Testing tools like Jest run our tests in Node.js with a fake set of browser APIs. This is not idea because we can't guarantee that our code runs properly in real browser with real browser APIs.
Fake APIs are often missing features, for example certain CSS and WebGL APIs. When this happens, we feel out of luck.
You don't need to be making a Meteor app to use Meteor as a tool for running tests; more details below.
Here's how to run tests in Node.js and browsers, so that test code runs against real APIs and we can be more confident that our code runs in our target environments.
First, set up a new Meteor.js app:
meteor create my-app cd my-app npm install
This sets up a simple default Meteor web app with a button that increments a counter when we click it. Follow the Meteor tutorials to learn more on what we can do with Meteor.
In this new Meteor app see the
tests/main.js file for an example of test code that uses Mocha's
it syntax for describing test cases.
Now that we have a Meteor app set up, run tests in Node.js (serverside):
To run client-side tests in a browser (clientside), run
npm run test-app
and then point a browser to http://localhost:3000. It's that simple!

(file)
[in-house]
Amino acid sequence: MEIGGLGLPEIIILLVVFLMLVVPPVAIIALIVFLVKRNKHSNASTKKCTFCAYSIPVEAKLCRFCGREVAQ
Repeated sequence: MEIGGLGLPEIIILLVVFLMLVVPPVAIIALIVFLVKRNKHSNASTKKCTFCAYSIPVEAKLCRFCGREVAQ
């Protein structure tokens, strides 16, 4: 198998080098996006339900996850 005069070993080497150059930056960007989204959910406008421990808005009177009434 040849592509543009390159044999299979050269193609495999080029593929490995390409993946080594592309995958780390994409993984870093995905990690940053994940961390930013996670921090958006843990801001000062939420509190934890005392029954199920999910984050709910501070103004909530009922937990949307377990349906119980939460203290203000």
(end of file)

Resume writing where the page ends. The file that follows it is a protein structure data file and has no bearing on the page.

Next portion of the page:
When we run
npm run test-app, the tests and the app run in watch mode. Any time we modify code and save, tests automatically re-run both on the serverside and the clientside.
The browser automatically refreshes and re-runs the clientside tests, which leads to an awesome developer experience!
Tip: The CSS for the clientside test output can be configured in order to place the output anywhere in the viewport to make development more convenient.
In continuous integration environments, just use the
TEST_BROWSER_DRIVER env variable to specify a browser for the test runner to use headlessly! More details on how to run tests in each browser.
Here's an idea!
Even if we aren't making a Meteor application, we can simply make an empty Meteor app configuration in our project (f.e. an Express.js app with custom UI), and use Meteor to run our non-Meteor tests!
I'll leave this as an exercise for anyone reading, but feel free to ask any questions.
And that's it! As simple as that!